Israel’s occupation is deliberate and intentionally extensive. It is designed to inflict maximum damage on Palestinians while shirking as much responsibility as possible.
In the Gaza Strip, the ongoing siege has ruined the lives of tens of thousands of families and has effectively crushed the dreams of so many bright Palestinian students. The siege was created in 2006 to deprive Palestinians not just of food, water, and daily-use products but of safety, opportunity, and a window to the outside world as well.
This weekend, students unable to leave Gaza to pursue further education staged a protest and threw mock diplomas into the sea as a symbol of their achingly lost dreams.
Israel has historically feared the Palestinian mind. The exaggerated stories of Palestinian parents walking miles over rocks and in between tanks, barefoot and carrying recycled notebooks bearing the scuffed graphite strokes of last year’s notes, are truer than we are inclined to believe. Education is emphasized and then it is overemphasized. Palestinians allow very little to get in the way of education, and it is not uncommon for families to send their children to school even with Israeli air strikes ringing just miles away. Hours-long delays at military checkpoints are factored into the travel time. Palestinians don’t arrive to class late — they leave home early.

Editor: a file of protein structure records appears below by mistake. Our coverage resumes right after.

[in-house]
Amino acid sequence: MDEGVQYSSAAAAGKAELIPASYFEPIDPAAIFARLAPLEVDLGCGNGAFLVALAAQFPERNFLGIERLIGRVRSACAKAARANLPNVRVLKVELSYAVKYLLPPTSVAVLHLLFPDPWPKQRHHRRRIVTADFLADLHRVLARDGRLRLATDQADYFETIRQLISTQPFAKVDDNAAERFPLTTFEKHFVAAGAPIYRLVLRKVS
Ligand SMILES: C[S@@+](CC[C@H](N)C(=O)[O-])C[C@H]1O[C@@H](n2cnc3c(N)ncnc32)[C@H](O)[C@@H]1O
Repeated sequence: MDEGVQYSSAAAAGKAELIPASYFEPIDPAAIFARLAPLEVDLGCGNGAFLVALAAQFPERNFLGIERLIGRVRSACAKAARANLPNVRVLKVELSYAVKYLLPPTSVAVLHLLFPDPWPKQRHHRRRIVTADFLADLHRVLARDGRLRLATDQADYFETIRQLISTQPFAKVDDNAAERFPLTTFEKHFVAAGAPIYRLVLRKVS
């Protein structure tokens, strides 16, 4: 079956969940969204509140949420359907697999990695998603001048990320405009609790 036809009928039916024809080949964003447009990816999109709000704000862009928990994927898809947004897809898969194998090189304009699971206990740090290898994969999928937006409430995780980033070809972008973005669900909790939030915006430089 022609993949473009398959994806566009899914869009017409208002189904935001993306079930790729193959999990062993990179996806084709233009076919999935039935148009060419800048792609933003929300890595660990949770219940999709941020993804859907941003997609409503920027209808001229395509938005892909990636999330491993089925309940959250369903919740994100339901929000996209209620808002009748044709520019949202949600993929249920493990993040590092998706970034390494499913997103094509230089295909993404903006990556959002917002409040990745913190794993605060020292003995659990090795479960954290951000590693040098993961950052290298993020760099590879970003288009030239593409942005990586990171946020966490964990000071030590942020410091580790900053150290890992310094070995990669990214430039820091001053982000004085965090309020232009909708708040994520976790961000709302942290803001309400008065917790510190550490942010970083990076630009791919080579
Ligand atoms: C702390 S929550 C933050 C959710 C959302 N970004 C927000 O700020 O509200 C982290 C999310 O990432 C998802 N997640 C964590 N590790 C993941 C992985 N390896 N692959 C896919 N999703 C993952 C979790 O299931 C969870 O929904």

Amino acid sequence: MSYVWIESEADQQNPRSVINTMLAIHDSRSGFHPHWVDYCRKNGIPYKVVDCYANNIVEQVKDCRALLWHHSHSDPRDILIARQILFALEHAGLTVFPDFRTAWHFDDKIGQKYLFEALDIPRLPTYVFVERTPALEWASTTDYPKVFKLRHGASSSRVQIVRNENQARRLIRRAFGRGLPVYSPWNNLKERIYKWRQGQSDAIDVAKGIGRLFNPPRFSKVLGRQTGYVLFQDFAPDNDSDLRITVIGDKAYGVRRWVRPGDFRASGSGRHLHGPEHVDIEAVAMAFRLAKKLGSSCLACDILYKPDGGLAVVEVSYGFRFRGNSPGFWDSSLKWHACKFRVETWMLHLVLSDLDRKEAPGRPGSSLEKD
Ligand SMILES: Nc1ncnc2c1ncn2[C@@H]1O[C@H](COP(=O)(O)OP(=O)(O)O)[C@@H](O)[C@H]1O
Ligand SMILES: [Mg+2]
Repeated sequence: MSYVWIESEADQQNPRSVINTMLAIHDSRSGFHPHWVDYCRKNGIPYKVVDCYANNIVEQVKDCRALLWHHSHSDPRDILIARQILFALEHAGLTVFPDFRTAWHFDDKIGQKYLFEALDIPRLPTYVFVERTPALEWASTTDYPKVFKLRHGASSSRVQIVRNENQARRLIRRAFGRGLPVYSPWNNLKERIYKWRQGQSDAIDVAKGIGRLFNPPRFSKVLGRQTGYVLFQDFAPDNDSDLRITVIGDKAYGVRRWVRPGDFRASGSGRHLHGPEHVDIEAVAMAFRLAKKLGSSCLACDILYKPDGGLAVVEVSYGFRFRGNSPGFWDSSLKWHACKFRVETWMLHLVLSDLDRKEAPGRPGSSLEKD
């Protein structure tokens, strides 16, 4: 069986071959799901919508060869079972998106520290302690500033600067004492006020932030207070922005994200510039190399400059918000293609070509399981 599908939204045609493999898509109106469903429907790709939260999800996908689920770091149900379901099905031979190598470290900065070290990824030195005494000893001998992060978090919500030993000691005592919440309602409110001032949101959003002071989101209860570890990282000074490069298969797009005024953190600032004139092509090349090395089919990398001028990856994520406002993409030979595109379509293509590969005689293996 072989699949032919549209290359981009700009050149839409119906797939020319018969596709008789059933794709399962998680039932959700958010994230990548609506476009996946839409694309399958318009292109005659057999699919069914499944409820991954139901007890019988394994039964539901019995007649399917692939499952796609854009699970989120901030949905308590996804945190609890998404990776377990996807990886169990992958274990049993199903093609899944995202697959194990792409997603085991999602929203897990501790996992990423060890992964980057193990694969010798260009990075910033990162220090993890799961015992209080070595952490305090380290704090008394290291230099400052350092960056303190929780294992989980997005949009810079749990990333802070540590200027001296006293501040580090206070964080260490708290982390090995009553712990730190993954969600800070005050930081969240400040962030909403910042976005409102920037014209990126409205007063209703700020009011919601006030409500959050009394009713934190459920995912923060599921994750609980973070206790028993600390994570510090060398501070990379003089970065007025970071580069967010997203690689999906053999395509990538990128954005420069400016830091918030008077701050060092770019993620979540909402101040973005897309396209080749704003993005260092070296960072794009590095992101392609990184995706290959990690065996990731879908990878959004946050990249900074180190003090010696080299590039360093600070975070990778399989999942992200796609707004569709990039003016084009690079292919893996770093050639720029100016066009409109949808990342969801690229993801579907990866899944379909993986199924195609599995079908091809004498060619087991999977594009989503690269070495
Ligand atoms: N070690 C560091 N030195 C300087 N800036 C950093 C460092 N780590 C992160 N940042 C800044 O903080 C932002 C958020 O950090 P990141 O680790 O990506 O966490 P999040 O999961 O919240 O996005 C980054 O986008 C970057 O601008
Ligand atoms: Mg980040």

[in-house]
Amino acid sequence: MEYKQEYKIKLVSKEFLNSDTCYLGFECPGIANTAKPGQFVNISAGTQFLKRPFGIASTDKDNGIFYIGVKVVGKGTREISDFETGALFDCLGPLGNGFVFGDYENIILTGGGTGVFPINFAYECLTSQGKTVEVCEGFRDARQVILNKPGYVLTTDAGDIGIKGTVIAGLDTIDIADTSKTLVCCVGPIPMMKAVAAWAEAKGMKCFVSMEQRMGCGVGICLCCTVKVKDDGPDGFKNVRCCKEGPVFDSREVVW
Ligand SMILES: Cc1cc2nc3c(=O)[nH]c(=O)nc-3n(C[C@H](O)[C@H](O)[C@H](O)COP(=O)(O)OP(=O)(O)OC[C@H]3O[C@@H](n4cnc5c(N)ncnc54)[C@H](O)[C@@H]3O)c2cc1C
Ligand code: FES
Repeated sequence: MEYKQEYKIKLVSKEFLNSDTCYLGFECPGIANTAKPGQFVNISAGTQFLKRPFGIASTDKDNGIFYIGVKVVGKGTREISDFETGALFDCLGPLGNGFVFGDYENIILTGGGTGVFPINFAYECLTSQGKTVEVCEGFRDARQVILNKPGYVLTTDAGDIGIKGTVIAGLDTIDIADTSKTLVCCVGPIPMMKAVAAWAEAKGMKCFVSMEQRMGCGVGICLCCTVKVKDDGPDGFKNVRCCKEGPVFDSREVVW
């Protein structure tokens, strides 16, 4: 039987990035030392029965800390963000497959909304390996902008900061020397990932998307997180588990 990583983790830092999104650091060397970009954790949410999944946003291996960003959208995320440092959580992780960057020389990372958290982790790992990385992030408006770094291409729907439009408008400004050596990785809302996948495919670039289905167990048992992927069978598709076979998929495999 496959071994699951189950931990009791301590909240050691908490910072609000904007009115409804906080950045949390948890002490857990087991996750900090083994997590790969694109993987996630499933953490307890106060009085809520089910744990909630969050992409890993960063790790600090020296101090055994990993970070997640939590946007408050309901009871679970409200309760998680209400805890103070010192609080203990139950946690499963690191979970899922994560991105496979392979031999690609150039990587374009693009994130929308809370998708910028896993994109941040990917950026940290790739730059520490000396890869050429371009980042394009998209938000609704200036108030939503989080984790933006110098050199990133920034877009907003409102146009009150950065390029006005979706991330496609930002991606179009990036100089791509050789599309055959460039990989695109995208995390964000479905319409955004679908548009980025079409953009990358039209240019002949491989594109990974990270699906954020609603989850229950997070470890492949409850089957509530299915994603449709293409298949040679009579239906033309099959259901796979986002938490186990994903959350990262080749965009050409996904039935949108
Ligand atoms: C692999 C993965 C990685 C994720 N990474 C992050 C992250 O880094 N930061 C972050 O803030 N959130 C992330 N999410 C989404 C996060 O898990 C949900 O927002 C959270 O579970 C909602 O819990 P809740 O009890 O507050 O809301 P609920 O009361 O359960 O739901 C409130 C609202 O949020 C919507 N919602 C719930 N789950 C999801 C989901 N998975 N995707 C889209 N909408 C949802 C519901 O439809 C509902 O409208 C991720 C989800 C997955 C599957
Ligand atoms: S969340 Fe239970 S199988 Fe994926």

Despite its challenging circumstances, Palestine is recognized throughout the Middle East for its academic achievement. Literacy rates are among the highest in the Middle East. Education, many Palestinians will say, is one of Palestine’s most sacred institutions.
A large part of the emphasis on education comes out of necessity. During the Nakba, Israeli paramilitary troops raiding Palestinian homes confiscated tons of Palestinian property, including books and important documents. Most of the books were never to be opened again. In the decades following the looting, thousands were given away, thousands were destroyed for ‘threatening the State’, and thousands were hidden away in the warehouse of a government library where they were later recategorized as abandoned property to erase any connection between the texts and their rightful owners. One of the researchers involved in these findings characterized this as a “cultural massacre”.
Israel’s ongoing appropriation and deliberate destruction of Palestinian history, culture, and infrastructure has turned the very essence of education into one of the Palestinian people’s most effective forms of resistance. History is being re-recorded. Theories are being redefined. Resourcefulness is paying off in the form of novel applications and technologies, such as the seeing-cane for the blind. And most importantly, families with virtually nothing left are still determined to send their children to school.
Education’s prominent role in Palestinian tradition extends to the diaspora as well, where students are growing more and more conscious of their privileged access to schools and resources. Although no statistics are currently available, it would not be surprising to see that a record number of Palestinians are enrolled in higher education and in graduate programs. To add on to that, students and educators are increasingly returning home to share their knowledge and to learn from what Palestinians on the ground have created, both intellectually and creatively.